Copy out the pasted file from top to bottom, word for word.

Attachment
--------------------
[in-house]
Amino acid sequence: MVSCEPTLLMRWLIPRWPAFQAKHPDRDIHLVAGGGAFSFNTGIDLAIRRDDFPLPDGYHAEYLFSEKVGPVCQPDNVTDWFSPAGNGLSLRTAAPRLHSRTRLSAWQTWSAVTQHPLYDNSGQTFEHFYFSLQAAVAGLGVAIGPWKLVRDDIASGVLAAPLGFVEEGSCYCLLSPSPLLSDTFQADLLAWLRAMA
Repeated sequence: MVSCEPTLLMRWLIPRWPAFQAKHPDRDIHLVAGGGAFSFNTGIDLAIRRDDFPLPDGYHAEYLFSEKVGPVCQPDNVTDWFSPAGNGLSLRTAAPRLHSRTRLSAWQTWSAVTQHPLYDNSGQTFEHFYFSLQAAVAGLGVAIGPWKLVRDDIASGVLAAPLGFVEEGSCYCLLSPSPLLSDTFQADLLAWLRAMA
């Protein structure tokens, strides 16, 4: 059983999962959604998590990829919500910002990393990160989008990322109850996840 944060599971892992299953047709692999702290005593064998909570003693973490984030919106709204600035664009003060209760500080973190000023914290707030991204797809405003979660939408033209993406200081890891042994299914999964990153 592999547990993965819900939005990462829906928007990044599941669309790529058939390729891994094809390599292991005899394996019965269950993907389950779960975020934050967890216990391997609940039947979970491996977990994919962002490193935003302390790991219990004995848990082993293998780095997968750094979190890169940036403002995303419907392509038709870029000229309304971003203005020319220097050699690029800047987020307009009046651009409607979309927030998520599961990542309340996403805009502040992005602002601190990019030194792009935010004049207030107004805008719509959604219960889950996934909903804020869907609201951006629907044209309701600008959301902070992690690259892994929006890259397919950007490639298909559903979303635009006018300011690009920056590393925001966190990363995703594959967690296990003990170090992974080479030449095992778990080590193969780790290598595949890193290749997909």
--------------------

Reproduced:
[in-house]
Amino acid sequence: MVSCEPTLLMRWLIPRWPAFQAKHPDRDIHLVAGGGAFSFNTGIDLAIRRDDFPLPDGYHAEYLFSEKVGPVCQPDNVTDWFSPAGNGLSLRTAAPRLHSRTRLSAWQTWSAVTQHPLYDNSGQTFEHFYFSLQAAVAGLGVAIGPWKLVRDDIASGVLAAPLGFVEEGSCYCLLSPSPLLSDTFQADLLAWLRAMA
Repeated sequence: MVSCEPTLLMRWLIPRWPAFQAKHPDRDIHLVAGGGAFSFNTGIDLAIRRDDFPLPDGYHAEYLFSEKVGPVCQPDNVTDWFSPAGNGLSLRTAAPRLHSRTRLSAWQTWSAVTQHPLYDNSGQTFEHFYFSLQAAVAGLGVAIGPWKLVRDDIASGVLAAPLGFVEEGSCYCLLSPSPLLSDTFQADLLAWLRAMA
């Protein structure tokens, strides 16, 4: 059983999962959604998590990829919500910002990393990160989008990322109850996840 944060599971892992299953047709692999702290005593064998909570003693973490984030919106709204600035664009003060209760500080973190000023914290707030991204797809405003979660939408033209993406200081890891042994299914999964990153 592999547990993965819900939005990462829906928007990044599941669309790529058939390729891994094809390599292991005899394996019965269950993907389950779960975020934050967890216990391997609940039947979970491996977990994919962002490193935003302390790991219990004995848990082993293998780095997968750094979190890169940036403002995303419907392509038709870029000229309304971003203005020319220097050699690029800047987020307009009046651009409607979309927030998520599961990542309340996403805009502040992005602002601190990019030194792009935010004049207030107004805008719509959604219960889950996934909903804020869907609201951006629907044209309701600008959301902070992690690259892994929006890259397919950007490639298909559903979303635009006018300011690009920056590393925001966190990363995703594959967690296990003990170090992974080479030449095992778990080590193969780790290598595949890193290749997909």